I grew particularly fond of the character 'Homer Parrish', played by real-life veteran Harold Russell. Russell lost both of his hands in an explosion during the war, and was trained to use these incredible hooks. He's absolutely amazing! You'd have to see it to understand, I can't explain it. Anyway, his character was such a sweetheart, and I was afraid through most of the movie that he was gonna commit suicide.

This movie, especially Homer Parrish's story, made Born on the Fourth of July look like a bowl of self-pitying, self-righteous mush.

Tuesday, August 02, 2005

Tonight I finished reading John Wayne: The Man Behind the Myth by Michael Munn. It's the first biography of John Wayne I've ever managed to finish reading. I don't usually read biographies of celebrities that I admire, because too often they end up ruining my idolization by waving all sorts of dirty laundry in my face. In fact, up to this point, the only celebrity biography I'd made it through is Dream Lovers: The Magnificent Shattered Lives of Bobby Darin and Sandra Dee by their son, Dodd Darin. (I own that particular book, and now also this one about the Duke.)

I think the difference between these two books and the other celebrity biographies I've tried--and failed--to read is that these are written with real love and/or respect for the people they're describing. Michael Munn actually met John Wayne in the 70's, and his description of the time he spent in the Duke's company is especially touching. The book basically details John Wayne's whole life, from birth in Winterset, IA, to his death in CA. Munn discusses every movie the Duke made, and makes extensive use of interviews with others that worked on those films, letting them tell the story for him. Through these first-person reminiscences, we get to see different sides of John Wayne's personality down through the years.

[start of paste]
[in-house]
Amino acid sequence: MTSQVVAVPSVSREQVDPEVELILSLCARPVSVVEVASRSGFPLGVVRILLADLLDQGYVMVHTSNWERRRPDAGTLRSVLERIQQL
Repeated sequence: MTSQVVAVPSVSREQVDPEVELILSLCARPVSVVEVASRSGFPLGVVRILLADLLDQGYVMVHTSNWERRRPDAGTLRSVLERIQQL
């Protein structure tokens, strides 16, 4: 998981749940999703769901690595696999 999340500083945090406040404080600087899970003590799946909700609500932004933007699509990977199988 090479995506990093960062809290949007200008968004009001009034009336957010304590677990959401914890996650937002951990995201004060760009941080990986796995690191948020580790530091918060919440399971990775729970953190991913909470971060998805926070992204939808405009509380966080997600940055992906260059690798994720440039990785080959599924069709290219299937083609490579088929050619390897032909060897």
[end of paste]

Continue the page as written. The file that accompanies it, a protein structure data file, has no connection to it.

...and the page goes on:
For instance, here's something Lee Marvin told the author about a conversation he had with John Wayne on the set of The Commancheros:
"Duke said to me, 'I think there's a great part for you in The Man Who Shot Liberty Valance.' I said, 'Which part would that be?' He said, 'Liberty Valance.' I said, 'Who's the man who shot him?' He said, 'Me.' I said, 'Duke, if anyone's gonna shoot me, I can't think of anyone I'd rather be shot by.' And he was as good as his word." (pg 231)
Munn also writes about the Communist plot to assassinate John Wayne, which I hadn't heard about before. It seems pretty credible, and although I can't link you to any text from the book concerning it, here's something in another book that gives you a general idea. I was anti-Communist before, but now...whooo, they tried to kill John Wayne! At least three times! Yeeeeahhhhh. I think I'm gonna go burn anything remotely red-colored in my closet...

Anyway, it's a great book, and I kinda want to just start reading it over again right away. I enjoyed it that much!